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SW Chiefs, Minister Want Fleeing Anglophones Brought Back Home 

By Maxcel Fokwen

Minister Atanga Nji poses with Southwest chiefs and administrators

Traditional rulers of the Southwest Region and Cameroon’s Minister of Territorial Administration, Paul Nji Atanga, have reportedly agreed on the creation of a commission to bring back home fleeing Anglophones from the Federal Republic of Nigeria.

The custodians of tradition and the MINAT head cogitated on the idea as they sat in a closed door conclave last March 28 in Buea during the Minister’s peace mission to the Region.

A source which opened up to The Post on condition of anonymity said, the creation of such a commission formed the high point of the Chiefs’ meeting with Minister Atanga Nji.

The same source explained that during deliberations, the suggestion for the creation of such a commission came from their peers of Manyu Division.

Our source furthered said after deliberations, the Southwest Chiefs and the Minister saluted the idea and opted for the commission to swing into action without delay.

The Post gathered that, if the idea gets the expected support, the commission whose members are yet to be made public would visit the Anglophone refugees in Nigeria this April.

Reports hold that a host of Manyu elite are expected to be part of the commission geared towards concretising Government’s measures to bring normalcy to the Northwest and Southwest Regions.

The proposal came in the wake of calls for traditional rulers, politicians and elite from across the Region to redouble their efforts in bringing peace and order to their communities.

In a press outing on March 20 at the UN headquarters in Geneva Switzerland, the Spokesperson of the United Nations High Commission for Refugees, UNHCR, Aikaterini Kitidi indicated that the number of Anglophone refugees registered in Nigeria had reached 20,000.

The UNHCR holds that since October 2017, Anglophone refugees began fleeing violence into Nigeria and continue to pour into Nigeria’s Cross River, Benue and Taraba States.

Of this number registered, women and Children account for four-fifth of the refugees.
Reports hold that only five in every 100 of these Cameroonians have proper or independent shelter. The rest are squatting in rooms believed to host between 10 to 15 persons.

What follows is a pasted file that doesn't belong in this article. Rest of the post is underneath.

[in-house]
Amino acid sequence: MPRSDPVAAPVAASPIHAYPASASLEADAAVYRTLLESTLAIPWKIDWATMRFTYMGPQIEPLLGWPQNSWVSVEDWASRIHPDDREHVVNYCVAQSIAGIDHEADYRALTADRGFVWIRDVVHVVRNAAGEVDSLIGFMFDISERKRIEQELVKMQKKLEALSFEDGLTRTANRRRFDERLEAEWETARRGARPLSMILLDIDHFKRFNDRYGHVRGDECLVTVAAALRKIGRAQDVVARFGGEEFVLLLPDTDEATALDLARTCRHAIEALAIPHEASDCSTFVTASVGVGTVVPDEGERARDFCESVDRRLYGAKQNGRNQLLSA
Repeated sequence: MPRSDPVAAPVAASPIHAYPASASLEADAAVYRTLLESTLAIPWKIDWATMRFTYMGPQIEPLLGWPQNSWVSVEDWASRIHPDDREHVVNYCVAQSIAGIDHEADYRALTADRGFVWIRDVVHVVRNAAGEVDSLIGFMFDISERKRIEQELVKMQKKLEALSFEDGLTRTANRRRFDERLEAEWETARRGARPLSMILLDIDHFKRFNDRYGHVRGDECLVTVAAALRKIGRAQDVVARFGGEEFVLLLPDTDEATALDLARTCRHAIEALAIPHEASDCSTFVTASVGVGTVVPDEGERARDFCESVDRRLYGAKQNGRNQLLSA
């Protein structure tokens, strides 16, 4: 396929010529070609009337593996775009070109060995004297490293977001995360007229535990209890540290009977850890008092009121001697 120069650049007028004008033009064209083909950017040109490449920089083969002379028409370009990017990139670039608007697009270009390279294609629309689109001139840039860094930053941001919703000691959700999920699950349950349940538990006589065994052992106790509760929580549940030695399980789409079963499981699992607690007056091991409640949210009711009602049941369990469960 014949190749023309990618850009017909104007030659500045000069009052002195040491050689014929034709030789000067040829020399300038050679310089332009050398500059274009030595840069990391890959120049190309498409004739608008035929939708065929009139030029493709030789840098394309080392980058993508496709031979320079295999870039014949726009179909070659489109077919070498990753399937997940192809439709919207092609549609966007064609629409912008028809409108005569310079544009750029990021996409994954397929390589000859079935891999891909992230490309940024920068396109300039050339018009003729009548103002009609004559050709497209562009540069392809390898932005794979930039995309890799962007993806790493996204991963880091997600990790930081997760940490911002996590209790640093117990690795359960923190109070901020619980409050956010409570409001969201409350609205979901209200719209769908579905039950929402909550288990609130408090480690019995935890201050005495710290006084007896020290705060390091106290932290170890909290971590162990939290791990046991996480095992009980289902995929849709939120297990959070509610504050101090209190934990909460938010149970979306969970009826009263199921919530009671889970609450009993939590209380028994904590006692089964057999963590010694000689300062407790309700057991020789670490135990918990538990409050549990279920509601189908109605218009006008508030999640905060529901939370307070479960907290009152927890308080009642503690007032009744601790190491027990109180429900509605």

Three quarters of the children who fled into Nigeria do not have access to school either because their parents cannot afford to pay for books or uniforms.

“A political solution to the situation in Cameroon is urgently needed, so that Cameroonians can safely and voluntarily return home. Until then, UNHCR and its partners will continue their efforts to provide assistance and support to this population as long as we are able,”. UNCHR’s Kitidi declared in the March 20 outing.

John Inaku, Director General of Nigeria’s State Emergency Management Agency, SEMA, in a January 25 publication by Reuters news agency is quoted as putting the number of Anglophone Refugees then at 33,000.
Other agencies put the total number of Anglophones who have fled into Nigeria at almost three times the number UNCHR said it has registered.

Other Observations

Other observations made during the deliberation with Chiefs highlighted the fact that, some elite and politicians have done little or nothing to communicate Government measure to their communities.

Some Chiefs are reported to have indicated during the meeting that their elite and politicians are never in touch with their communities.

Besides, the traditional rulers are said to have been assured complete security as they return to their communities to pass across the message of peace to their subjects.

Among other resolutions reached during the meeting, the Chiefs requested the Government to fast track the decentralisation process.

The chiefs used the conclave to salute the recent appointments of sons and daughters of Anglophone extraction in the March 2, cabinet reshuffle.

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